Sidney Gavignet: “I have the impression of starting a new life story “

Retired from ocean racing since the Route du Rhum 2018, Sidney Gavignet has since reconverted to coaching in individual and collective development. This leads him to sail from time to time, as he did last year in the Figaro with Laurent Givry, or at the start of this year, as he was part of the crew of Alexia Barrier’s MOD70 Limosa, 3rd in real time in the Rorc Transatlantic Race. Tip & Shaft took the opportunity to chat with him. 

▶︎ How did you get involved in the Rorc Transatlantic Race?
Because Alexia called me to ask me to sail with her, and I suppose she did because I did spend four or five years on an MOD70 when these boats first came out. Her boat is called Limosa, the name of a migratory bird. For me, the MOD70 is somewhere between a bird and a stallion. I also really like Alexia’s project [of the Jules Verne Trophy on Idec Sport with an all-female crew, editor’s note], so this opportunity really appealed to me, and I’m also going to be joining them in the Caribbean 600.

▶︎ Did you know Alexia before you signed up?
Yes, I’d worked with her a bit when she decided to take a turn after the Transat Jacques Vabre 2021 and launch The Famous Project. She had heard a podcast in which I talked about my transition to this coaching profession and contacted me, more to help her formulate into a project an idea that she had within herself. It was a kind of coaching, even if I prefer the term “accompaniment”, which means helping something that’s already there to blossom.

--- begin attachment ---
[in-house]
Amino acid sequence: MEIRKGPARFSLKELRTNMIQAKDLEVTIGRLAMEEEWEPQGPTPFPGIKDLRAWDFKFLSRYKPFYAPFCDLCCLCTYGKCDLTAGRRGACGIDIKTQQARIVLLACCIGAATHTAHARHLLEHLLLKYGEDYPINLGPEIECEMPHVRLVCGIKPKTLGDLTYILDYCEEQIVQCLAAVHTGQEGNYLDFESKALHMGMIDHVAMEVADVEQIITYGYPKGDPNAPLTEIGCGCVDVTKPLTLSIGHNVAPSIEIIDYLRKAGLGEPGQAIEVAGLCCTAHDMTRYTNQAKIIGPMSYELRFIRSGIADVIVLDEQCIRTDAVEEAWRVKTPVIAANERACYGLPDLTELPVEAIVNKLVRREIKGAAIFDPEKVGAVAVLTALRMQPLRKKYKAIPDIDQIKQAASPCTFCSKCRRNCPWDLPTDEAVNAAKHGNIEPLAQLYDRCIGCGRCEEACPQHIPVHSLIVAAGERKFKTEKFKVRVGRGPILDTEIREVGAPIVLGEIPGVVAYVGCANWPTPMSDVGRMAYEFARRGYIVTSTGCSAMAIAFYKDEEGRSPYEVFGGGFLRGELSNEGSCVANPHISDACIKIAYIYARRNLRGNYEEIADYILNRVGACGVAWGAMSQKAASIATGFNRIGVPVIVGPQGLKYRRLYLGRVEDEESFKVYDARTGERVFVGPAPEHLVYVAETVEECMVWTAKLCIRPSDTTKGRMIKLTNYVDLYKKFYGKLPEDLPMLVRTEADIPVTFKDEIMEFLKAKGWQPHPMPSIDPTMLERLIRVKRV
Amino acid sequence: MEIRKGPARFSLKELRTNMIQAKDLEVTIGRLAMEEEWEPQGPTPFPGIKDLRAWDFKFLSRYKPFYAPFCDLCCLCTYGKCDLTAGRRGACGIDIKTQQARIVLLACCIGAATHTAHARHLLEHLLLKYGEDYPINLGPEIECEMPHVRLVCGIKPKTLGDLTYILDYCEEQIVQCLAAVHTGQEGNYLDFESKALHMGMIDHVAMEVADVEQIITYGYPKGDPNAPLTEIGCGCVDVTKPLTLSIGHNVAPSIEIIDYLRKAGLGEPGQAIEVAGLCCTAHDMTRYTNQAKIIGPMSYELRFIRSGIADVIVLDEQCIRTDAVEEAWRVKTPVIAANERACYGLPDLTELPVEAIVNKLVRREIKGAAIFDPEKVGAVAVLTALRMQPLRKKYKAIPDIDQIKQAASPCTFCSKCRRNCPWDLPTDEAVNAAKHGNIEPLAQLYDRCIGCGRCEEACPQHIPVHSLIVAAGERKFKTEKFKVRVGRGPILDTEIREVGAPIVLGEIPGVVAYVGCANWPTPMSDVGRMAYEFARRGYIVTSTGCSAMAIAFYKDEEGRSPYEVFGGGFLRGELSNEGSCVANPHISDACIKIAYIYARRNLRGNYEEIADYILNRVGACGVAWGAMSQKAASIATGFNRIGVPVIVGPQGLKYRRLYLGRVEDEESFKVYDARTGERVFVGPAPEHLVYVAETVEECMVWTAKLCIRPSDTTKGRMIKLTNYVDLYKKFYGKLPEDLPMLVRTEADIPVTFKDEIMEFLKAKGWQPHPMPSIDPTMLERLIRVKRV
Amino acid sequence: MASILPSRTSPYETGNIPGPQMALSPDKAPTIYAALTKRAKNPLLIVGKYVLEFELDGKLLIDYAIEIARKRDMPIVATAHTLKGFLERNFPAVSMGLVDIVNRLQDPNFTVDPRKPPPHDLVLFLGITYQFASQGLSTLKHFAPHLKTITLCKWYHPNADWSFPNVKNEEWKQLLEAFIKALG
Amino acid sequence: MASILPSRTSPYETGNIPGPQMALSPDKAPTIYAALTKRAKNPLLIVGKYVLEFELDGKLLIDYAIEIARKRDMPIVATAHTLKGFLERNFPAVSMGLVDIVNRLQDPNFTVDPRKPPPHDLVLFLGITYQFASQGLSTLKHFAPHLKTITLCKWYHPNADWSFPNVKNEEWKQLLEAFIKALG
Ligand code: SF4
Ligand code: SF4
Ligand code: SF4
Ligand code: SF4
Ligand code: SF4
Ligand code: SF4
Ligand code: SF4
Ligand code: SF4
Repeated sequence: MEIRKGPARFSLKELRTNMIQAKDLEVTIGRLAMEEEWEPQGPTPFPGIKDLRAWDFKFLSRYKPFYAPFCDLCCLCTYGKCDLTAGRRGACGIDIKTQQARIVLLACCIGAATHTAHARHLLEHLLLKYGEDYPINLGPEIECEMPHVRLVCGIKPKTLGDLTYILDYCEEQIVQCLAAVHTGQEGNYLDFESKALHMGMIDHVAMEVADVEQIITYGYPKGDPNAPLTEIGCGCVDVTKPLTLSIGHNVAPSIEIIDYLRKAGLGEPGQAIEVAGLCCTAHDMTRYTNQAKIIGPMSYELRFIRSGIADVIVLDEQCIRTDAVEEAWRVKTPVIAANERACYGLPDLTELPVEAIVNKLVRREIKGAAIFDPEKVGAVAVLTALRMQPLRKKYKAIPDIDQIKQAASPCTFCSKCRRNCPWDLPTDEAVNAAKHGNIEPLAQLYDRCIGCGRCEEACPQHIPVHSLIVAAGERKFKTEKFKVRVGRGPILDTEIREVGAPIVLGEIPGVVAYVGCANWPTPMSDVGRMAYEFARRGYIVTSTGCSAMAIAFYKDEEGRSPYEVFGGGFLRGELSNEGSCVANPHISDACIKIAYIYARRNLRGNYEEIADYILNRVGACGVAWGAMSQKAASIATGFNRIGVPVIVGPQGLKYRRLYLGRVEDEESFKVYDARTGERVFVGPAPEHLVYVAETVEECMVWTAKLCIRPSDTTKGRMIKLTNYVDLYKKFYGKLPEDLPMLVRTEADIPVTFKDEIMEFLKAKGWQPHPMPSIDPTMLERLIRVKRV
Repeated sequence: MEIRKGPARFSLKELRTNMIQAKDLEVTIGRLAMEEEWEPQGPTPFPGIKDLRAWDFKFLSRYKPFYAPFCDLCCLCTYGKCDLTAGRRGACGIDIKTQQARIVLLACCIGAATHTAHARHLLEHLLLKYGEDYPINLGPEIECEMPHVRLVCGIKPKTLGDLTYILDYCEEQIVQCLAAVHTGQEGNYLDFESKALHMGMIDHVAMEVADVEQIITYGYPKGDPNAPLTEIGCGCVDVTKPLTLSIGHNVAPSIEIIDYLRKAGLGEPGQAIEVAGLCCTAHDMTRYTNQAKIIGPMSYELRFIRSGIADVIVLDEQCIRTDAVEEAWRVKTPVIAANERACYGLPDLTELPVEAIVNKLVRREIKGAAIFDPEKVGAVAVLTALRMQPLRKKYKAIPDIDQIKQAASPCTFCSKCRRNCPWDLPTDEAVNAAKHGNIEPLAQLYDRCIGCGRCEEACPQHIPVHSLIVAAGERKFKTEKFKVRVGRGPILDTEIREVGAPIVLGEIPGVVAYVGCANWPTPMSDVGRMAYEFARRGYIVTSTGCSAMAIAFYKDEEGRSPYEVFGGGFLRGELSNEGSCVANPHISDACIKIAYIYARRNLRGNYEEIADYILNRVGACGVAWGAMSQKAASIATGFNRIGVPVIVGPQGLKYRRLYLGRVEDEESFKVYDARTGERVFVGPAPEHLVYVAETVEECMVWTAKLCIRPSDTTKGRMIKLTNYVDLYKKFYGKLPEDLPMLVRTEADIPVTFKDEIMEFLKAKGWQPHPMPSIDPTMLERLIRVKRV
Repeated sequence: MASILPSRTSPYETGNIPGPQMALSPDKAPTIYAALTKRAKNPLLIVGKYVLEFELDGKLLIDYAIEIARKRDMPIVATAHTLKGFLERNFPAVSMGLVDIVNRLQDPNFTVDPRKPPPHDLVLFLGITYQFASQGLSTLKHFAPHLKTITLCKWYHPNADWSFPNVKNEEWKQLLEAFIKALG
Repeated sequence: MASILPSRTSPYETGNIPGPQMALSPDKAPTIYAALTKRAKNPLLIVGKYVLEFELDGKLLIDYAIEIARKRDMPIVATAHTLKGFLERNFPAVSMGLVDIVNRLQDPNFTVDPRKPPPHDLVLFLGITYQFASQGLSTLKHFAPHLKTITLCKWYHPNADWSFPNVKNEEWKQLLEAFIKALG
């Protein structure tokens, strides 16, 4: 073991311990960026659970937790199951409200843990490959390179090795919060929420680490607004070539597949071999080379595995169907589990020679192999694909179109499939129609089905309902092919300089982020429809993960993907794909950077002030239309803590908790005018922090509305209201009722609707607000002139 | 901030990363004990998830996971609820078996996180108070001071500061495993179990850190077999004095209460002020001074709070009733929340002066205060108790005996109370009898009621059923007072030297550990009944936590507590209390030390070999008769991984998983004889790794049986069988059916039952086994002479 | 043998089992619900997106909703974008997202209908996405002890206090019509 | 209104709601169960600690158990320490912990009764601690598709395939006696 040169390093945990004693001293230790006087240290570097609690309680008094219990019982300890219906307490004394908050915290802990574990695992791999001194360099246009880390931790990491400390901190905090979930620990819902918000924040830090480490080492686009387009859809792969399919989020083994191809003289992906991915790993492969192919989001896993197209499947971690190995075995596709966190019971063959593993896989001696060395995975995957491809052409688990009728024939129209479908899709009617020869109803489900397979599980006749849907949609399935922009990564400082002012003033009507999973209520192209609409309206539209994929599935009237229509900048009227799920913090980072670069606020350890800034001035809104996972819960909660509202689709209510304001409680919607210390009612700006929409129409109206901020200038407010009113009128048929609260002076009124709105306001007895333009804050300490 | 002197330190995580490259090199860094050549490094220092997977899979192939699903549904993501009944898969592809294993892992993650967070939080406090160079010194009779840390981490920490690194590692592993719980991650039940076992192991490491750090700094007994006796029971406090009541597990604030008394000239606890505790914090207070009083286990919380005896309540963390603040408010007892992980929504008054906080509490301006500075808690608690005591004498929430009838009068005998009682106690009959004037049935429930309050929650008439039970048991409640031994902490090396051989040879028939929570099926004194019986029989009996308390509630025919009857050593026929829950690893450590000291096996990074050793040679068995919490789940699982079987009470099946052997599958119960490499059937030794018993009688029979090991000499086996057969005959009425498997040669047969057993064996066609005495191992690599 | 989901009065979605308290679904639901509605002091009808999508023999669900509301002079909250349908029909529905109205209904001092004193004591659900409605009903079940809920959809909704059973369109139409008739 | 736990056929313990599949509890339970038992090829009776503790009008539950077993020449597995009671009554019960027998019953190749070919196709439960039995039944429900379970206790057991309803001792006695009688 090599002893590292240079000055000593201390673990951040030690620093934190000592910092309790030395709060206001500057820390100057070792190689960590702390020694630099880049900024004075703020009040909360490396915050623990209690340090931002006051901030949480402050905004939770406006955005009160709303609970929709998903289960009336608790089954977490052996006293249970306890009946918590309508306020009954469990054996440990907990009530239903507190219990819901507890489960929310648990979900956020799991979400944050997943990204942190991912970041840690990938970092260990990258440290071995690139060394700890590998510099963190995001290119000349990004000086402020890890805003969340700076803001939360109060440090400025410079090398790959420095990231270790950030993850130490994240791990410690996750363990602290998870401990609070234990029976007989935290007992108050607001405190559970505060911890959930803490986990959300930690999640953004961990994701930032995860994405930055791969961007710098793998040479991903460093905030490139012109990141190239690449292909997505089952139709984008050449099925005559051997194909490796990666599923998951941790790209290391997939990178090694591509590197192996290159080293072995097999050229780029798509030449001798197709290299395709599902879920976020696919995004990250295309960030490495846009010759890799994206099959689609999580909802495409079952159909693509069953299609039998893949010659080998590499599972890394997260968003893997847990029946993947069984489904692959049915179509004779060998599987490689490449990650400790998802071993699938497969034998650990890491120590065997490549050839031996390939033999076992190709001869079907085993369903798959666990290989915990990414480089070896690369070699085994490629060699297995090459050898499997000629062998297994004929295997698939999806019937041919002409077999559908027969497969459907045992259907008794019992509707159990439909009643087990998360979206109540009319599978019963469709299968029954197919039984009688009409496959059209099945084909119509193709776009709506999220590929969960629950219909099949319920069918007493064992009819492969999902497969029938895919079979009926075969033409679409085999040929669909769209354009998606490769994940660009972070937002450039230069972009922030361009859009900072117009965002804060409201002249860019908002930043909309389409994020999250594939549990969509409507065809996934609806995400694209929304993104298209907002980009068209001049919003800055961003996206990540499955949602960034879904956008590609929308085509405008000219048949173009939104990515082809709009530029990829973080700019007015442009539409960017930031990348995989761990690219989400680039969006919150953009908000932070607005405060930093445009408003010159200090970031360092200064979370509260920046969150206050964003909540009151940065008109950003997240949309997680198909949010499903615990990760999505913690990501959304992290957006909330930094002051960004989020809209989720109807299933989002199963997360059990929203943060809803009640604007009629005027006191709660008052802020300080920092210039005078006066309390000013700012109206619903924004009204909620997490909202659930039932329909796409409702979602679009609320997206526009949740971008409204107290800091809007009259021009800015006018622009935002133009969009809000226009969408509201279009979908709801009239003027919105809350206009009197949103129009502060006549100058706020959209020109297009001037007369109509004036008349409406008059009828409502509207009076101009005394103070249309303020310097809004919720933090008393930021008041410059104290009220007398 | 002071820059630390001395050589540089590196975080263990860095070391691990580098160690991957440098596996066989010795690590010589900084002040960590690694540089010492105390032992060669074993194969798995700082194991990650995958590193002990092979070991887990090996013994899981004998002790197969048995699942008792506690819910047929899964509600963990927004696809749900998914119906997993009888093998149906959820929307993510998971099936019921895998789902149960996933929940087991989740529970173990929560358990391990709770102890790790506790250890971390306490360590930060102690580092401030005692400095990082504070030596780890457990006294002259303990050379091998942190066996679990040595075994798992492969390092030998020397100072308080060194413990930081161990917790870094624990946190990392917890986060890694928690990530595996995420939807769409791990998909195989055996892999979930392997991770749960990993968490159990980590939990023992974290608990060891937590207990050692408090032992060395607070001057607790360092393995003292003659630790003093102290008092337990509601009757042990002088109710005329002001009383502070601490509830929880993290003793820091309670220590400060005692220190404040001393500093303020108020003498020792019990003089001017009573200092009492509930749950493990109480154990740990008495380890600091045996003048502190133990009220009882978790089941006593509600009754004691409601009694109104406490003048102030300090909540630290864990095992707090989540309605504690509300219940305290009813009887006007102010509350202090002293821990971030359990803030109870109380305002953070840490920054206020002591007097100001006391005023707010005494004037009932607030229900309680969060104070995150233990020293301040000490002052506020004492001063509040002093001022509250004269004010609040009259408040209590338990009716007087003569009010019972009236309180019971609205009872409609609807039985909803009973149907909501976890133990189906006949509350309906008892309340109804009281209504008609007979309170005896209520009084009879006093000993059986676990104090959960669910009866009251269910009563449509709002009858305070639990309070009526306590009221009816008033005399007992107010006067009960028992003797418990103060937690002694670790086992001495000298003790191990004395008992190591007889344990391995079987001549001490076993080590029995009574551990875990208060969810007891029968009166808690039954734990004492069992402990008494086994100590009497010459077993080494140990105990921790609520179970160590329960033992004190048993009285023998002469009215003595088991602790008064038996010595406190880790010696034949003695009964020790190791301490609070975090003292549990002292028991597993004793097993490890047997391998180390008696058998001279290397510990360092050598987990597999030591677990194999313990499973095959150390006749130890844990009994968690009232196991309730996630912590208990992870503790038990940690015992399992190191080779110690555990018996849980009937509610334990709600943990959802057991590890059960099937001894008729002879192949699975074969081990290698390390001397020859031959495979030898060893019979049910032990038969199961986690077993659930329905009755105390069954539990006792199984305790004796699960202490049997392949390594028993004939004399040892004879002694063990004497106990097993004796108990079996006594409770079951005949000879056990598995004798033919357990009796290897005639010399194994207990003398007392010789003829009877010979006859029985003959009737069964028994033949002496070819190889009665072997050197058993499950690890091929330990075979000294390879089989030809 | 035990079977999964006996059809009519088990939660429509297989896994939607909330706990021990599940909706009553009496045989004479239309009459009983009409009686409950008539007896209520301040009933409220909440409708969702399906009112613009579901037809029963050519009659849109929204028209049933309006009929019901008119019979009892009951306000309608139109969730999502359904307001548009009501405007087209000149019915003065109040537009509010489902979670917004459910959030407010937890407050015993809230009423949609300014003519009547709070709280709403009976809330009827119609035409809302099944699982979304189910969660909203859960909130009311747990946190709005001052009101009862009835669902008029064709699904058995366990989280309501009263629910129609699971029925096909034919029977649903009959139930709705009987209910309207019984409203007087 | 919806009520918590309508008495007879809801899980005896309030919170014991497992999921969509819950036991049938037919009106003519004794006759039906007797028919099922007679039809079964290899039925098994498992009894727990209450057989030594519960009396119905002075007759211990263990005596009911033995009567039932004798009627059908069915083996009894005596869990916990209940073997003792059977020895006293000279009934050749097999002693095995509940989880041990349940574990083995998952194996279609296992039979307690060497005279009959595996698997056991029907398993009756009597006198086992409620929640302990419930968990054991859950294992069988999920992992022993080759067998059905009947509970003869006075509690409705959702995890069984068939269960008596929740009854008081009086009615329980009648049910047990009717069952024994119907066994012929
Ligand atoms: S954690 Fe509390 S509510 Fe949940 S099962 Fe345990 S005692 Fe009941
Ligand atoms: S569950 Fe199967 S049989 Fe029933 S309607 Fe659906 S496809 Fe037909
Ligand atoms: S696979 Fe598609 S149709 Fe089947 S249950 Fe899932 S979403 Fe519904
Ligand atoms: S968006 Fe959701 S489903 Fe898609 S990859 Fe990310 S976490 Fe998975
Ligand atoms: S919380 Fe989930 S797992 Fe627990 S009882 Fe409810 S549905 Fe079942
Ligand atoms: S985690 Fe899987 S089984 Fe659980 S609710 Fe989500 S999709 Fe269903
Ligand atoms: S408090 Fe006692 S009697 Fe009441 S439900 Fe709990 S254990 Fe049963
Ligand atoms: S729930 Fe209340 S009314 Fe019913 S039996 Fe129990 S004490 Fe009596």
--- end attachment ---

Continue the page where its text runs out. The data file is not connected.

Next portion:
▶︎ How did the Transatlantic Race go?
There were eight of us on board, five girls and three boys. In terms of performance, we were a little heavier than the competition [two other MOD70s, Argo and Zoulou, editor’s note], as there were six of them on the other boats and we had taken on board two gennakers, and Limosa doesn’t have any T-rudders, unlike the others. But the aim at this stage of the project is above all to get more and more girls sailing offshore and in multihulls. Aside from that, they all have a lot of experience, both in terms of pure technique, but also team experience – some of them raced in the Volvo Ocean Race on Team SCA, which wasn’t an easy campaign. Today, we can see that there is a real network of experienced women sailors, as we saw again in the last Transat Jacques Vabre. Personally, my role was fairly low-key, I was a grinder-steerer-trimmer; in a way, that suited me well, because I’m still in a bit of remission from the injury of having lost a crew member with my MOD on Oman (in 2015), and this transatlantic race has played a part in what I call my personal medicine. This Transatlantic Race has been a very good laboratory for the internal dynamics of the project, particularly for Alexia, who hasn’t had a crew skippering career.


“I sail for my professional activity”


▶︎ You sailed against your former MOD, now Argo, the winner of the race…
Yes, it’s amazing, because in my career, I’ve never been too emotional with my boats, except with the Oman MOD. I’m very happy to see that this boat is now in very good hands in this case in the hands of a team with almost unlimited resources, it’s like entrusting an animal to a good family. They’ve turned it into a jewel, there are no more stainless steel screws, it’s all titanium, it’s magnificent.